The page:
Wednesday, February 1, 2017

Happy Inside

Promise Kept

Yesterday President Trump made good on his promise to nominate
a strong conservative to fill the vacancy on the Supreme Court created by the death of Associate Justice Antonin Scalia this past February 13.

Trump's nominee is Neil Gorsuch, who has been serving as a judge on the United States District Court of Appeals for the Tenth Circuit since August of 2006.

Gorsuch is an excellent choice, and is receiving praise from both sides of the partisan divide. He was confirmed for his current post on the Tenth Circuit by unanimous voice vote, but there will likely still be some Democrats who will vote against him this time. His eventual confirmation seems highly likely despite that.

Within minutes of the President's announcement, of course, the usual Soros-funded gaggle of progressive "protesters" went to work, using the traditional terms "extreme" and "dangerous" to describe him on their mass-produced signage.

My favorite part of the picture at left is the hand-lettered fill-in-the-blank sign. The message is clear: "#STOP anyone nominated by Republicans!"

"Nice to see such respect for political traditions!"

Nothing is certain in life except death, taxes, and witless progressives impotently protesting something...

Feast Day

St. Brigid, by Stained Glass, Inc.

Today is the feast day of St. Brigid of Kildare, also known as Brigid of Ireland, a 6th century nun and abbess who with Patrick and Columba is considered one of Ireland's three patron saints.

As is often the case with persons who lived in the early Middle Ages, details about Brigid's life are somewhat sketchy. She is credited with establishing several monasteries for nuns, in particular at Cill Dara, the "church of the oak," from which the town of Kildare draws its name.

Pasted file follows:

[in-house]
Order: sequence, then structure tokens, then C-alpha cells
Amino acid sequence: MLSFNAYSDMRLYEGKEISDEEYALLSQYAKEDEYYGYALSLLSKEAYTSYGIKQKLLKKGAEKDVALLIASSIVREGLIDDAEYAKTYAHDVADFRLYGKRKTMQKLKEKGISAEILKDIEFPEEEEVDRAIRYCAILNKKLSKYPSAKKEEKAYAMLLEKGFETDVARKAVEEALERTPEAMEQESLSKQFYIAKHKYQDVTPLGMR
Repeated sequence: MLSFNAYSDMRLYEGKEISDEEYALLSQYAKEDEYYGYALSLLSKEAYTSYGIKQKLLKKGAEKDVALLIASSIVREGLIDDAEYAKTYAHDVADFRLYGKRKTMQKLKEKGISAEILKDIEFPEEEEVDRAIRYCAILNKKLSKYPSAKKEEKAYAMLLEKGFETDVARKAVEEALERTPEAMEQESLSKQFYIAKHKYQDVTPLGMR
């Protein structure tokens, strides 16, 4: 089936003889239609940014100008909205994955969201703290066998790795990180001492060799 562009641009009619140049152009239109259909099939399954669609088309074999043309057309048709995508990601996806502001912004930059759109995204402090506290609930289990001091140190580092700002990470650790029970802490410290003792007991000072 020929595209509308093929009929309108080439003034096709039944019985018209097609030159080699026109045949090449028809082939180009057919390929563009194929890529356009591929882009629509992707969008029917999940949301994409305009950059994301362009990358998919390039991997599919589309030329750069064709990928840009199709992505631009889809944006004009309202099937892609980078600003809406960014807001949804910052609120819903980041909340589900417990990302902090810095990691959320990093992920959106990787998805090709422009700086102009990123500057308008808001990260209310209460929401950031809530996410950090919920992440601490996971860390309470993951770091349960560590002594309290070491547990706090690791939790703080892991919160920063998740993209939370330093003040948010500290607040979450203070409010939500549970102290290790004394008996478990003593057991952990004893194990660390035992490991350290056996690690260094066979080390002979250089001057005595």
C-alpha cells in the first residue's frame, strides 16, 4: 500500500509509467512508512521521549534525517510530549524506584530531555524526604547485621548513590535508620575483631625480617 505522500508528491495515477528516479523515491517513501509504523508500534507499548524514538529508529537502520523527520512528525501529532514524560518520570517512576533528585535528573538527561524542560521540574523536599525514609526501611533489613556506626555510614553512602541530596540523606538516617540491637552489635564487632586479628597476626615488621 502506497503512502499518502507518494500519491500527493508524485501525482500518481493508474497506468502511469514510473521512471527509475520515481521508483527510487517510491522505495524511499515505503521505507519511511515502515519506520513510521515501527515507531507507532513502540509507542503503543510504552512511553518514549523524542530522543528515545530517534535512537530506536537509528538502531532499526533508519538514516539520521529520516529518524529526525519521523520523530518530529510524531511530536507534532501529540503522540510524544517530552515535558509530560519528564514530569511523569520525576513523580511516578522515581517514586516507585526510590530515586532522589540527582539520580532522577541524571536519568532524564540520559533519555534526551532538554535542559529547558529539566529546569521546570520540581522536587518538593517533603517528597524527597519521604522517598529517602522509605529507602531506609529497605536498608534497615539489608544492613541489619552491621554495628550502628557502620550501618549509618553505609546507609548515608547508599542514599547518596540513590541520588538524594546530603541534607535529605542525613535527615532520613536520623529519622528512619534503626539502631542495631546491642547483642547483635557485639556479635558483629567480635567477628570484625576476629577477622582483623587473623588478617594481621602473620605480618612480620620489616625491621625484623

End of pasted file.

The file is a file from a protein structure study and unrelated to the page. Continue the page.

In addition to Ireland itself, Brigid's patronages include infants, farmers, blacksmiths, and sailors.

Railfan Shrine

On February 1, 1913 New York City's Grand Central Terminal (aka Grand Central Station) opened to the public.

Built by the New York Central Railroad, it is the largest train station in the world, and has been featured in dozens of movies and television programs.

"You're still planning to see it in person some day, aren't you?"

"Planning" isn't something I do much of anymore, but I haven't given up on the idea...

Dat Look

From the droll comic strip Zits, by Jerry Scott and Jim Borgman, which you should read every day, as I do.

Until Next Time...

As significant a role as the music of The Beatles has played in my life, it is difficult
to feature it in this section of the blog because of the band's notoriously tight-fisted
(and litigious) control of its content. There is very little of their music available for use without some form of payment being required. I don't agree with that choice, but
I respect it. All of the music I have featured here has been made publicly available
by the artists themselves, including today's historic recording by the Fab Four.

In any event, 1964 was a landmark year for the band, and for popular music in general. The song generally credited with starting the so-called "British Invasion" of American pop music is "I Want To Hold Your Hand," released by The Beatles on the day after Christmas in 1963. The "Beatlemania" craze that swept the country was sparked by this song as well. I was 10 years old when it all began.

Original 1964 45 rpm single
On February 1, 1964 "I Want To Hold Your Hand" hit No. 1 on the Billboard Hot 100 Singles chart,
a position it would hold for seven straight weeks, until being knocked from the top spot by the band's next single, "She Loves You."

All told, The Beatles had six No. 1 singles that year, and none of them sounded anything like the artists who had been topping the charts previously (Bobbie Vinton, The 4 Seasons, The Chiffons, Leslie Gore, The Angels, The Singing Nun, etc.).

Today's send-off is the group's famous live performance of their first U.S. No. 1 hit
on The Ed Sullivan Show on February 9, 1964, from the their VEVO channel. Enjoy...

No comments:

Post a Comment